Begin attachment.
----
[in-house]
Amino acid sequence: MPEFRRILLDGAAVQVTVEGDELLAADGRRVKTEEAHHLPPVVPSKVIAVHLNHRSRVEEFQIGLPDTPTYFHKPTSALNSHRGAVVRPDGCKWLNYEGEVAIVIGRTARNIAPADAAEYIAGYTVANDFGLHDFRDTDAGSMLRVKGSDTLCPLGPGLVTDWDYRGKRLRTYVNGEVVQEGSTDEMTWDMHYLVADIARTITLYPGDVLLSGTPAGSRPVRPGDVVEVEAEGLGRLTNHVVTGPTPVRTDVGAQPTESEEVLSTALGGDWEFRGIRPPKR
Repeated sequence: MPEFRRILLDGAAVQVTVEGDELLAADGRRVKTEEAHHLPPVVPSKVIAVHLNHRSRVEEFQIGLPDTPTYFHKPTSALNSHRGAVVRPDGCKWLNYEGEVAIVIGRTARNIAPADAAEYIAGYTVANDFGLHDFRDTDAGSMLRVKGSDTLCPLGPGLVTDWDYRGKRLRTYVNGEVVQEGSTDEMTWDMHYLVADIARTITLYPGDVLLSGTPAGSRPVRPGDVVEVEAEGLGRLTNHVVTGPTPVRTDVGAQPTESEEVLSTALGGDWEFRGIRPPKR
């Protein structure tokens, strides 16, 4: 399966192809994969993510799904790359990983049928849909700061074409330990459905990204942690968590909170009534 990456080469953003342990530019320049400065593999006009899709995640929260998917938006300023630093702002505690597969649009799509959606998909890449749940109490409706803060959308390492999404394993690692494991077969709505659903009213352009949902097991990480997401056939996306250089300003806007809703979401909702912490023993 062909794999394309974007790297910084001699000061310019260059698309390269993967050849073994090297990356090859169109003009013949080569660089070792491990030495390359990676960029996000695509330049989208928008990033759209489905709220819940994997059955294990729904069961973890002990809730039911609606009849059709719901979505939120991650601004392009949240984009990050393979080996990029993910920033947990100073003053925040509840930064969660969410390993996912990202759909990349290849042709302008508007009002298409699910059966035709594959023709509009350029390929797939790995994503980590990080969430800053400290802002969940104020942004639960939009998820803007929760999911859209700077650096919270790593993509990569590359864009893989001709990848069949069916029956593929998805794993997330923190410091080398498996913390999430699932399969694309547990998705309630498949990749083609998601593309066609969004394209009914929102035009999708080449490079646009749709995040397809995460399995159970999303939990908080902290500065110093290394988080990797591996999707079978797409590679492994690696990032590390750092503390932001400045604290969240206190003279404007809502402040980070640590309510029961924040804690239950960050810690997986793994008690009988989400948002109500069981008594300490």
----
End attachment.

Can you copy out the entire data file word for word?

[in-house]
Amino acid sequence: MPEFRRILLDGAAVQVTVEGDELLAADGRRVKTEEAHHLPPVVPSKVIAVHLNHRSRVEEFQIGLPDTPTYFHKPTSALNSHRGAVVRPDGCKWLNYEGEVAIVIGRTARNIAPADAAEYIAGYTVANDFGLHDFRDTDAGSMLRVKGSDTLCPLGPGLVTDWDYRGKRLRTYVNGEVVQEGSTDEMTWDMHYLVADIARTITLYPGDVLLSGTPAGSRPVRPGDVVEVEAEGLGRLTNHVVTGPTPVRTDVGAQPTESEEVLSTALGGDWEFRGIRPPKR
Repeated sequence: MPEFRRILLDGAAVQVTVEGDELLAADGRRVKTEEAHHLPPVVPSKVIAVHLNHRSRVEEFQIGLPDTPTYFHKPTSALNSHRGAVVRPDGCKWLNYEGEVAIVIGRTARNIAPADAAEYIAGYTVANDFGLHDFRDTDAGSMLRVKGSDTLCPLGPGLVTDWDYRGKRLRTYVNGEVVQEGSTDEMTWDMHYLVADIARTITLYPGDVLLSGTPAGSRPVRPGDVVEVEAEGLGRLTNHVVTGPTPVRTDVGAQPTESEEVLSTALGGDWEFRGIRPPKR
């Protein structure tokens, strides 16, 4: 399966192809994969993510799904790359990983049928849909700061074409330990459905990204942690968590909170009534 990456080469953003342990530019320049400065593999006009899709995640929260998917938006300023630093702002505690597969649009799509959606998909890449749940109490409706803060959308390492999404394993690692494991077969709505659903009213352009949902097991990480997401056939996306250089300003806007809703979401909702912490023993 062909794999394309974007790297910084001699000061310019260059698309390269993967050849073994090297990356090859169109003009013949080569660089070792491990030495390359990676960029996000695509330049989208928008990033759209489905709220819940994997059955294990729904069961973890002990809730039911609606009849059709719901979505939120991650601004392009949240984009990050393979080996990029993910920033947990100073003053925040509840930064969660969410390993996912990202759909990349290849042709302008508007009002298409699910059966035709594959023709509009350029390929797939790995994503980590990080969430800053400290802002969940104020942004639960939009998820803007929760999911859209700077650096919270790593993509990569590359864009893989001709990848069949069916029956593929998805794993997330923190410091080398498996913390999430699932399969694309547990998705309630498949990749083609998601593309066609969004394209009914929102035009999708080449490079646009749709995040397809995460399995159970999303939990908080902290500065110093290394988080990797591996999707079978797409590679492994690696990032590390750092503390932001400045604290969240206190003279404007809502402040980070640590309510029961924040804690239950960050810690997986793994008690009988989400948002109500069981008594300490």